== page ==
1. The large increase in numbers of Koori women in prison in 2003-04 will be  addressed through an exploration/implementation of appropriate community-based diversion initiatives
  1. Development of the Wulgunggo-Ngalu Learning Place Program will be continued (a culturally appropriate residential program for Koori men).
  1. Security ratings and placement of Koori prisoners will be reviewed to examine reasons for disparities with other prisoners and to introduce initiatives aimed at ensuring Koories are classified at lowest appropriate security levels in order to reduce the numbers in maximum security

(v) Increase the rate at which Enforcement Management diverts Koories from more serious contact with the justice system

  1. The effectiveness of the Fairer and Firmer Fines legislation will be

enhanced through local action plans, and education will be provided to the Aboriginal community in relation to the potential consequences of failing to pay fines.

-    Existing agency protocols and procedures regarding outstanding or unpaid fines will be reviewed, with one outcome being development of a coordinated    
approach to ensure that that time served against outstanding warrants is recorded and credited to Koori prisoners.

[3] Reduce re-offending

(i) Ensure that conditions support the rehabilitation of Koori prisoners

  1. Ensure the effectiveness of services relating to the welfare of prisoners/those on community based orders through expansion of the AWO and Indigenous Services Officer Programs (providing practical assistance to inmates and offenders, ensuring that they have access to mainstream services and consult with prisoners' contact officers and offender case managers to ensure that their needs are being met).  Corrections, Police and Juvenile Justice and Youth Services will work together to review current practices relating to care/wellbeing of Koori offenders in light of the recommendations of Implementation Review.

(ii) Address characteristics that put offenders at high risk of re-offending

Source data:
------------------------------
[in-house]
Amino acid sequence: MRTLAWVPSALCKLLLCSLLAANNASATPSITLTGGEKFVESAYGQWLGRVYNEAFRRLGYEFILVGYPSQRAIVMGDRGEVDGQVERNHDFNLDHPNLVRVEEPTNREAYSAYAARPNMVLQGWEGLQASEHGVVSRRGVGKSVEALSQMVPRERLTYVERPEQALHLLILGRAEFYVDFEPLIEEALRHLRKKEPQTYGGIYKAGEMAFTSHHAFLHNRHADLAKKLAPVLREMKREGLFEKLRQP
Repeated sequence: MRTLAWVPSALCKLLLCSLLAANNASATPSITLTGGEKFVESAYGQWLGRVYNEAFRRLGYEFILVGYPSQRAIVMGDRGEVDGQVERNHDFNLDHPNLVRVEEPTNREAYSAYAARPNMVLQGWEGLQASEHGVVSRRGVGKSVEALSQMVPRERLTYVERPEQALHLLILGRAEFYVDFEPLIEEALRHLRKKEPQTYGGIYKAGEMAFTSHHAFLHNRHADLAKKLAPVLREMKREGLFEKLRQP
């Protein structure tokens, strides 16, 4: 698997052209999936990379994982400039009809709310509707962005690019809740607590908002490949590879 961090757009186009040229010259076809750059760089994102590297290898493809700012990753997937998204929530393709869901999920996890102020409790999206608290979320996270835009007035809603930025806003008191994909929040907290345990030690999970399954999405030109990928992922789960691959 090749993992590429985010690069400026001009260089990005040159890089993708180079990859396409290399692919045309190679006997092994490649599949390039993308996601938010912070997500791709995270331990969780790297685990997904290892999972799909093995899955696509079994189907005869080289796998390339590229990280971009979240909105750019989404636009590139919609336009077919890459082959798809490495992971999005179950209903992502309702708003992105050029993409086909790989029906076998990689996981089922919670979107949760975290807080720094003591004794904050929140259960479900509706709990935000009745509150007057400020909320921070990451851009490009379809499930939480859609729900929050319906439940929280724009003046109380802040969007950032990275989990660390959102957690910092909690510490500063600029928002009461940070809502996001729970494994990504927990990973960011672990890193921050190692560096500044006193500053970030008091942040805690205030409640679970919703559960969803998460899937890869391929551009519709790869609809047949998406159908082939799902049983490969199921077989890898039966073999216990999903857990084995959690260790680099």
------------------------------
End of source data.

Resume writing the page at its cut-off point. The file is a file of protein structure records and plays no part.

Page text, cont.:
1. Increase the cultural strength of Koori offenders (through, for instance, the 

Cultural Immersion Programs).

  1. Initiatives to increase the number of prisoners and offenders accessing

mainstream education, training and employment initiatives will be implemented.  Consideration will also be given to delivering Koori-specific educational initiatives in prison.

  1. The delivery of Koori-specific offending behaviour programs is to be

expanded (for instance, in relation to drug and alcohol, sex offending and violence) in order to reduce re-offending and victimisation.

-    The mental health needs of Koori prisoners will be reviewed.

(iii) Ensure that Koories in custody are able to effectively reintegrate into communities upon release

  1. An Intensive Pre- and Post- Release Transitional Support Program will be

developed for, and delivered to, Koori youth in custody before their release and via outreach following release.  This program will assist youth practically during the days after release, and then later to enact plans that increase pro-social and reduce offending behaviour.

  1. A Bridging Support Program will also be similarly developed for adult


  1. The Koori Family Visits Program will be enhanced to ensure that it is more

widely utilised, to assist prisoners to maintain contact with families.  There will be a review to identify any barriers in the system which hinder family visits.

-     Protocols will be established that formally link Koori offenders with Stolen
Generations services.

[4] Reduce victimisation

(i) Reduce the impact of crime on victims

  1. The responsiveness of DOJ family violence programs will be enhanced